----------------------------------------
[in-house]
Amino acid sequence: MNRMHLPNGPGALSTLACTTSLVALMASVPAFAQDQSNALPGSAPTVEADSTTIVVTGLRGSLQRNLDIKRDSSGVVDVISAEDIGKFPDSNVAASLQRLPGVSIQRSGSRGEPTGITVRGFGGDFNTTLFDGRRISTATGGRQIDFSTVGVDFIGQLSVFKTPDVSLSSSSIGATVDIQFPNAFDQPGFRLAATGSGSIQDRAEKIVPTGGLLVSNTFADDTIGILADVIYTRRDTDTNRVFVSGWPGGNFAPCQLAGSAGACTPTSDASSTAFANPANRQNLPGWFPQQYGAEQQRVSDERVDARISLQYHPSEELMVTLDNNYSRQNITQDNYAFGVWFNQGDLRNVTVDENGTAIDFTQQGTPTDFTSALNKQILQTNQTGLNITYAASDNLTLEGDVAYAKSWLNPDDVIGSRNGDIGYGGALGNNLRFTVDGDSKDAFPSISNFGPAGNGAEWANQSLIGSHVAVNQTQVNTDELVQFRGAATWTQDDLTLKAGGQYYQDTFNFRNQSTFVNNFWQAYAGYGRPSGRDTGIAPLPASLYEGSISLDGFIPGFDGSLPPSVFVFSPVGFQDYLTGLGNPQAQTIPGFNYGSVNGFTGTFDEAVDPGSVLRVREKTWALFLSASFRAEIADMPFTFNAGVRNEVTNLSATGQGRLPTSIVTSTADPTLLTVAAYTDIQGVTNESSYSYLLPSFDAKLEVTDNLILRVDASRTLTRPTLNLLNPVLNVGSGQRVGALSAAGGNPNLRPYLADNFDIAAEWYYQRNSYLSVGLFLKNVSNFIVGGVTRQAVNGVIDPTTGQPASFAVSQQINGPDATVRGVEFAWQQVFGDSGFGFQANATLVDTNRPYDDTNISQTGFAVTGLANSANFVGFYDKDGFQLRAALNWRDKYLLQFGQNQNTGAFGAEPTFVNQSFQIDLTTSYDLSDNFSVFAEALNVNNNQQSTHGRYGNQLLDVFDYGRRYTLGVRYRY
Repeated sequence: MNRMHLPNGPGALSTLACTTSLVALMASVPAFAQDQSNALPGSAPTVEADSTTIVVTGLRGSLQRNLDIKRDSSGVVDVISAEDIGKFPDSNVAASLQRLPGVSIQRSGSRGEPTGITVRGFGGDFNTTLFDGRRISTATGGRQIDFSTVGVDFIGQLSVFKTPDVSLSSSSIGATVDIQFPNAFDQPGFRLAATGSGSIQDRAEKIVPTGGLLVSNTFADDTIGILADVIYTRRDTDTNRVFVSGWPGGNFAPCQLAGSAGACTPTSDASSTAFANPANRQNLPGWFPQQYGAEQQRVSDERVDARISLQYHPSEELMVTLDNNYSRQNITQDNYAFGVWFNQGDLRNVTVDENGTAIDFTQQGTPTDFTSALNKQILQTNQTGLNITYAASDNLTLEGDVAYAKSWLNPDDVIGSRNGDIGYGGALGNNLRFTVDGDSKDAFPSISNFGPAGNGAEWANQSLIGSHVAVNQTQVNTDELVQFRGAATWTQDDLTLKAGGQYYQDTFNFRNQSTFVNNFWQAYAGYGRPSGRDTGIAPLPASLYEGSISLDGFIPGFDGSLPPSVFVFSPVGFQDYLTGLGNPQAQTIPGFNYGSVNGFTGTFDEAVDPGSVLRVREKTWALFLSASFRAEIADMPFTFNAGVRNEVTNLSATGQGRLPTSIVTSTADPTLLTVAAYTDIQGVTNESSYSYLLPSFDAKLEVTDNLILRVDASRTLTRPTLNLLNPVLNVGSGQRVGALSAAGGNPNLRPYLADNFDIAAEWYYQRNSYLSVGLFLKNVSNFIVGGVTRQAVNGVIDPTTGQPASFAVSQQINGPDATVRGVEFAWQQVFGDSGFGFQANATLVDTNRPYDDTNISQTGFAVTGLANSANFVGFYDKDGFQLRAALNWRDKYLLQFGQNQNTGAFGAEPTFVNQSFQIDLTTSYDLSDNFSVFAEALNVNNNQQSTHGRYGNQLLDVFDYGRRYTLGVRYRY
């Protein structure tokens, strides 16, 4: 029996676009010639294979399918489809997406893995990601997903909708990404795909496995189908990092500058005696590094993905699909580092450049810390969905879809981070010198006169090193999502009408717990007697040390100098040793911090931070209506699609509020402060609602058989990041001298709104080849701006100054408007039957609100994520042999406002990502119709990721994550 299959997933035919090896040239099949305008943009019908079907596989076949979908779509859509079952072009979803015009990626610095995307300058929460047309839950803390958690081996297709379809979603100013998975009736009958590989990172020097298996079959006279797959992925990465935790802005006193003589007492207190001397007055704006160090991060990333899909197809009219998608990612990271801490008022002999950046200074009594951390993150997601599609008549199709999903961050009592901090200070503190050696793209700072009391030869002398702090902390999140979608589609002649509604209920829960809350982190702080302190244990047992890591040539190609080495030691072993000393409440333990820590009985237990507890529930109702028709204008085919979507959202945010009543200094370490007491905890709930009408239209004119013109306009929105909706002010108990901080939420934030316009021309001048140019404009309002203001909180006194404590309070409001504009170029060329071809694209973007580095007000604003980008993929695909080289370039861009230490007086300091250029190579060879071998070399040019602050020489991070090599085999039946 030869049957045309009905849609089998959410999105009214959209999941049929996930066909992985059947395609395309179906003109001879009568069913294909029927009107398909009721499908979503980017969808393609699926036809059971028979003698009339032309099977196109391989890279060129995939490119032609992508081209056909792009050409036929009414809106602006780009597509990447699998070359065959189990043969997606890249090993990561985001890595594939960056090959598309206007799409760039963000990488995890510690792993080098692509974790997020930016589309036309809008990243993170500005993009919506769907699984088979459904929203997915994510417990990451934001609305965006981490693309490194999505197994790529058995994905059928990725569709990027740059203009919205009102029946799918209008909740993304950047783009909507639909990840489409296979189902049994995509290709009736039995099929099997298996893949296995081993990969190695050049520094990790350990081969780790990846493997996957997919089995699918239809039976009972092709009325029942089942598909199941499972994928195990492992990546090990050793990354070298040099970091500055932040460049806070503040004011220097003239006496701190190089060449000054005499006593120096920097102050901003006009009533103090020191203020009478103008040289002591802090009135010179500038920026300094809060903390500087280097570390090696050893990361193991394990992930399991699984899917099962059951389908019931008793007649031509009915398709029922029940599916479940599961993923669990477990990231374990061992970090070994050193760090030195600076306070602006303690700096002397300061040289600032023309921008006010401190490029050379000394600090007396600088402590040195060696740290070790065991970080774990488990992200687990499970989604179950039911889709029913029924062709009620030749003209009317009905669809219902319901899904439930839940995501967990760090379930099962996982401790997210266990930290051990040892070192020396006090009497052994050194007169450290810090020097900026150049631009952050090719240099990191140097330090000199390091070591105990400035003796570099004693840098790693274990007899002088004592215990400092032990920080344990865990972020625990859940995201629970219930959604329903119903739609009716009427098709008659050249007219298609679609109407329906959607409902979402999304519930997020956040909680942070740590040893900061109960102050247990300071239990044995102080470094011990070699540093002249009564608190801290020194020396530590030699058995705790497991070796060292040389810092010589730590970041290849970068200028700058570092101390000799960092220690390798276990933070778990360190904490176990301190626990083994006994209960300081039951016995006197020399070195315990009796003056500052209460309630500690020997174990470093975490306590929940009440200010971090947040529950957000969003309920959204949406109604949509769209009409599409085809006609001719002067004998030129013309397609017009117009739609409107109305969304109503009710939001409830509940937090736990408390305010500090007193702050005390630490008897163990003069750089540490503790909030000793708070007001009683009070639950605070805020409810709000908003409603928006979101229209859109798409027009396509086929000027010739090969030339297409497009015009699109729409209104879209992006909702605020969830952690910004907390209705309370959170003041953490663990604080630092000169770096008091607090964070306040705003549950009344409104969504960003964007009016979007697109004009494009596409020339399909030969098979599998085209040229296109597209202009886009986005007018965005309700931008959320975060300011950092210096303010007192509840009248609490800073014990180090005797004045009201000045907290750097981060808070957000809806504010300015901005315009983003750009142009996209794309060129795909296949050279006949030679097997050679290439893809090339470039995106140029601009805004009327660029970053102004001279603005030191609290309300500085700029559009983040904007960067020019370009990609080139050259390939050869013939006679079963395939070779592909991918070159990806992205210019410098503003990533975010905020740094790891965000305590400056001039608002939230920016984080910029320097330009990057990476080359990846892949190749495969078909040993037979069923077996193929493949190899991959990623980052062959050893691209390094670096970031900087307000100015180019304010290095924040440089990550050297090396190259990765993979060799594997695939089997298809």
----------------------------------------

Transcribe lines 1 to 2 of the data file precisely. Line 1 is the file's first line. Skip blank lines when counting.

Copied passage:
[in-house]
Amino acid sequence: MNRMHLPNGPGALSTLACTTSLVALMASVPAFAQDQSNALPGSAPTVEADSTTIVVTGLRGSLQRNLDIKRDSSGVVDVISAEDIGKFPDSNVAASLQRLPGVSIQRSGSRGEPTGITVRGFGGDFNTTLFDGRRISTATGGRQIDFSTVGVDFIGQLSVFKTPDVSLSSSSIGATVDIQFPNAFDQPGFRLAATGSGSIQDRAEKIVPTGGLLVSNTFADDTIGILADVIYTRRDTDTNRVFVSGWPGGNFAPCQLAGSAGACTPTSDASSTAFANPANRQNLPGWFPQQYGAEQQRVSDERVDARISLQYHPSEELMVTLDNNYSRQNITQDNYAFGVWFNQGDLRNVTVDENGTAIDFTQQGTPTDFTSALNKQILQTNQTGLNITYAASDNLTLEGDVAYAKSWLNPDDVIGSRNGDIGYGGALGNNLRFTVDGDSKDAFPSISNFGPAGNGAEWANQSLIGSHVAVNQTQVNTDELVQFRGAATWTQDDLTLKAGGQYYQDTFNFRNQSTFVNNFWQAYAGYGRPSGRDTGIAPLPASLYEGSISLDGFIPGFDGSLPPSVFVFSPVGFQDYLTGLGNPQAQTIPGFNYGSVNGFTGTFDEAVDPGSVLRVREKTWALFLSASFRAEIADMPFTFNAGVRNEVTNLSATGQGRLPTSIVTSTADPTLLTVAAYTDIQGVTNESSYSYLLPSFDAKLEVTDNLILRVDASRTLTRPTLNLLNPVLNVGSGQRVGALSAAGGNPNLRPYLADNFDIAAEWYYQRNSYLSVGLFLKNVSNFIVGGVTRQAVNGVIDPTTGQPASFAVSQQINGPDATVRGVEFAWQQVFGDSGFGFQANATLVDTNRPYDDTNISQTGFAVTGLANSANFVGFYDKDGFQLRAALNWRDKYLLQFGQNQNTGAFGAEPTFVNQSFQIDLTTSYDLSDNFSVFAEALNVNNNQQSTHGRYGNQLLDVFDYGRRYTLGVRYRY